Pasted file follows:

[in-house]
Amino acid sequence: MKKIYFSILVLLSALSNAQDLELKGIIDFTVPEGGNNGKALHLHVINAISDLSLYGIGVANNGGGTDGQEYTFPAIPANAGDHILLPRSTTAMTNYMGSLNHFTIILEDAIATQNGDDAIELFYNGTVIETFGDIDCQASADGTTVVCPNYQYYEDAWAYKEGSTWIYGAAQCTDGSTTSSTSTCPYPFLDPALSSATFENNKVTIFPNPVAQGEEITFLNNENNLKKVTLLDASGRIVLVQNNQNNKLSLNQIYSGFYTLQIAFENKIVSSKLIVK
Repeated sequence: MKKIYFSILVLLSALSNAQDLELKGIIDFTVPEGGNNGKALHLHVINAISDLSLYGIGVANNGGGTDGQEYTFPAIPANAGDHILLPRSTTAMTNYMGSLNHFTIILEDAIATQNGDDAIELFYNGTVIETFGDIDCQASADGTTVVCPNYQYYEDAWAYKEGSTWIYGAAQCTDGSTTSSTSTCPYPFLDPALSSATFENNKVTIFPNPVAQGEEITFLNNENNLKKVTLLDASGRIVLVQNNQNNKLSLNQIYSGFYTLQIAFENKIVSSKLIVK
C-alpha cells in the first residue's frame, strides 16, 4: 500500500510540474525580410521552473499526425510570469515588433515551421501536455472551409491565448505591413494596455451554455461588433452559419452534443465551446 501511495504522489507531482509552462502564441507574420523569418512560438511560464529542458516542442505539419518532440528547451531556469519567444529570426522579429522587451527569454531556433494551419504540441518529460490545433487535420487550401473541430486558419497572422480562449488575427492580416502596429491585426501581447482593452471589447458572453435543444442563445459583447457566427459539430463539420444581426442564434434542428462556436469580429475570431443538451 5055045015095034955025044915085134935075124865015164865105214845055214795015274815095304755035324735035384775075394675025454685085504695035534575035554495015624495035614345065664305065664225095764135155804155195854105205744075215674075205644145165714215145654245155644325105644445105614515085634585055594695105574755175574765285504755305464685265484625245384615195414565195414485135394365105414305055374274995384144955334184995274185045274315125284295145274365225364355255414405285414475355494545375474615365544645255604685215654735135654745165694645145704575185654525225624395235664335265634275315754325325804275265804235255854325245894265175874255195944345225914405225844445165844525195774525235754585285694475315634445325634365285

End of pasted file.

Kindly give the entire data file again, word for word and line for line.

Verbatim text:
[in-house]
Amino acid sequence: MKKIYFSILVLLSALSNAQDLELKGIIDFTVPEGGNNGKALHLHVINAISDLSLYGIGVANNGGGTDGQEYTFPAIPANAGDHILLPRSTTAMTNYMGSLNHFTIILEDAIATQNGDDAIELFYNGTVIETFGDIDCQASADGTTVVCPNYQYYEDAWAYKEGSTWIYGAAQCTDGSTTSSTSTCPYPFLDPALSSATFENNKVTIFPNPVAQGEEITFLNNENNLKKVTLLDASGRIVLVQNNQNNKLSLNQIYSGFYTLQIAFENKIVSSKLIVK
Repeated sequence: MKKIYFSILVLLSALSNAQDLELKGIIDFTVPEGGNNGKALHLHVINAISDLSLYGIGVANNGGGTDGQEYTFPAIPANAGDHILLPRSTTAMTNYMGSLNHFTIILEDAIATQNGDDAIELFYNGTVIETFGDIDCQASADGTTVVCPNYQYYEDAWAYKEGSTWIYGAAQCTDGSTTSSTSTCPYPFLDPALSSATFENNKVTIFPNPVAQGEEITFLNNENNLKKVTLLDASGRIVLVQNNQNNKLSLNQIYSGFYTLQIAFENKIVSSKLIVK
C-alpha cells in the first residue's frame, strides 16, 4: 500500500510540474525580410521552473499526425510570469515588433515551421501536455472551409491565448505591413494596455451554455461588433452559419452534443465551446 501511495504522489507531482509552462502564441507574420523569418512560438511560464529542458516542442505539419518532440528547451531556469519567444529570426522579429522587451527569454531556433494551419504540441518529460490545433487535420487550401473541430486558419497572422480562449488575427492580416502596429491585426501581447482593452471589447458572453435543444442563445459583447457566427459539430463539420444581426442564434434542428462556436469580429475570431443538451 5055045015095034955025044915085134935075124865015164865105214845055214795015274815095304755035324735035384775075394675025454685085504695035534575035554495015624495035614345065664305065664225095764135155804155195854105205744075215674075205644145165714215145654245155644325105644445105614515085634585055594695105574755175574765285504755305464685265484625245384615195414565195414485135394365105414305055374274995384144955334184995274185045274315125284295145274365225364355255414405285414475355494545375474615365544645255604685215654735135654745165694645145704575185654525225624395235664335265634275315754325325804275265804235255854325245894265175874255195944345225914405225844445165844525195774525235754585285694475315634445325634365285